Appendicitis (appendicitis) is a condition characterized by inflammation of the appendix. Appendectomy is the most commonly performed emergency surgical procedure and accounts for 1-2% of all surgical operations. Acute appendicitis is quite common and most sufferers are teenagers and young adults. In the century since the discovery of this disease, there has been no progress in explaining the etiology and pathogenesis of appendicitis. According to leading theory, the initial occurrence of acute appendicitis is narrowing of the lumen by factors such as foreign bodies, intestinal parasites, tumors, or enlargement of lymphoid follicles due to viral infection. However, the channel constriction has also been identified in 30-40% of appendicitis that has been removed. Then, are all the cases related to offspring? You can see the full explanation below.
Is appendicitis actually inherited?
First, in 1937, Baker explained a family tree in which 50% of his family members were operated on due to appendicitis. Andersson et al. and also Arnbjornsson shows the high incidence of appendicitis among close family members. Hiraiwa et al. found in their large-scale research in Japan, that about 40% of children with both parents were affected, 20% of whom were affected by acute appendicitis in childhood. The family's tendency to get acute appendicitis may be explained by environmental factors, such as certain bacterial infections, certain eating habits, or genetic differences in resistance to bacterial infections. Adamidis et al. said that low fiber intake plays an important role in the pathogenesis of acute appendicitis and also affects 70% of cases.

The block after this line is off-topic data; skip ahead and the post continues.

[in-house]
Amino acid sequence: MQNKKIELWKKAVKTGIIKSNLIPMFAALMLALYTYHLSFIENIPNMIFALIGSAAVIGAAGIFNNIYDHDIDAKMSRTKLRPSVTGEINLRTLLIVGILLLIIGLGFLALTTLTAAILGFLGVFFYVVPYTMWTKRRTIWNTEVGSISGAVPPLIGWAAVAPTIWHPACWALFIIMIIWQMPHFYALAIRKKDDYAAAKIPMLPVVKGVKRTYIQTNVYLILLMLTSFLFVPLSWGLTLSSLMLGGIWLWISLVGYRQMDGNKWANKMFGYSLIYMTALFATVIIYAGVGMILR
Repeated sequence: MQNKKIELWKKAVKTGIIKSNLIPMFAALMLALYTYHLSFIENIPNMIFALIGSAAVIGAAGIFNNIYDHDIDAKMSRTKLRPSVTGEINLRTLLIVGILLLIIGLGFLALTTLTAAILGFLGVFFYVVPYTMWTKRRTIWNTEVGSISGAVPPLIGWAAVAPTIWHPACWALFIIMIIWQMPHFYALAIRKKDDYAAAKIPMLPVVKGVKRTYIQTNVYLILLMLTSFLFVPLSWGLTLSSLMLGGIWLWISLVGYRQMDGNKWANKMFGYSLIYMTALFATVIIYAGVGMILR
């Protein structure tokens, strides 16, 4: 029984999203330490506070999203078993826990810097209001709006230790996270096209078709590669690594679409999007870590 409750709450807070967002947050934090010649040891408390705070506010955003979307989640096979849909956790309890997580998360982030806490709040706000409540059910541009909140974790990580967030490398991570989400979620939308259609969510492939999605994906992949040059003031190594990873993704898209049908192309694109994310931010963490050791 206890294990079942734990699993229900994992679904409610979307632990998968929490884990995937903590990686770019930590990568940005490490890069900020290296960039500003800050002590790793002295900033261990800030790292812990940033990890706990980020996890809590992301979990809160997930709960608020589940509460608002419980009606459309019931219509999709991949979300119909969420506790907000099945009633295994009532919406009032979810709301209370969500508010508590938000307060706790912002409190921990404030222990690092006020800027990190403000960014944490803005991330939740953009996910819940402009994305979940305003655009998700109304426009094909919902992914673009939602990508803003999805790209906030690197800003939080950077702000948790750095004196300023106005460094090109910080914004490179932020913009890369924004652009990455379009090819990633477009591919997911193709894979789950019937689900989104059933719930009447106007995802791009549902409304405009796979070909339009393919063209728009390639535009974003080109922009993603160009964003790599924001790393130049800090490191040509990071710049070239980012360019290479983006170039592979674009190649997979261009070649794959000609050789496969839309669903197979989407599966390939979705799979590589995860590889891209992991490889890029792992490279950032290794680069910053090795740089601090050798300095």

Brender et al. found in their controlled case study, that seven patients with a history of appendicitis had siblings with the same history. Finally, they stated that these results showed several trends in the role of the family from appendicitis.
Genetic factors take part in the emergence of acute appendicitis. Basta et al. shows the likelihood of appendicitis being 10 times greater in children who have at least one relative who has been reported to have appendicitis, compared with children without a family free of appendicitis. They also found that the proportion of families with appendicitis varied directly with the level of relationship: 21% in first-degree families, 12% in second-degree families, and 7% in third-level families. The analysis of the complex sorting was supported by multiple gene models with a total heritability of 56%.
Basta et al. has supported the hypothesis that acute appendicitis is inherited by the family, and also the possibility that the HLA system (human leukocyte antigen) and ABO blood group are related. They found that blood type A had a higher risk of having appendicitis than group O. They also found that the Rh CcD-Ee (characteristic) phenotype was significantly more common in appendicitis patients. In this study, we can say that there is a role for inherited multiple (polygenic) genes in acute appendicitis.
Although there is not much progress to explain the etiology and pathogenesis of acute appendicitis, the family's tendency to develop acute appendicitis can be explained by environmental factors such as certain bacterial infections, certain eating habits, or genetic differences in fighting bacterial infections. However, complex sorting analysis is supported by multiple (polygenic) gene models with 56% heritability. This means that almost half of the diversity of risks of acute appendicitis is due to genetic factors. In this study, we can say that there is a role for multiple inherited genes in acute appendicitis. Family history of this disease positively increases the risk of acute appendicitis by almost 3-fold.
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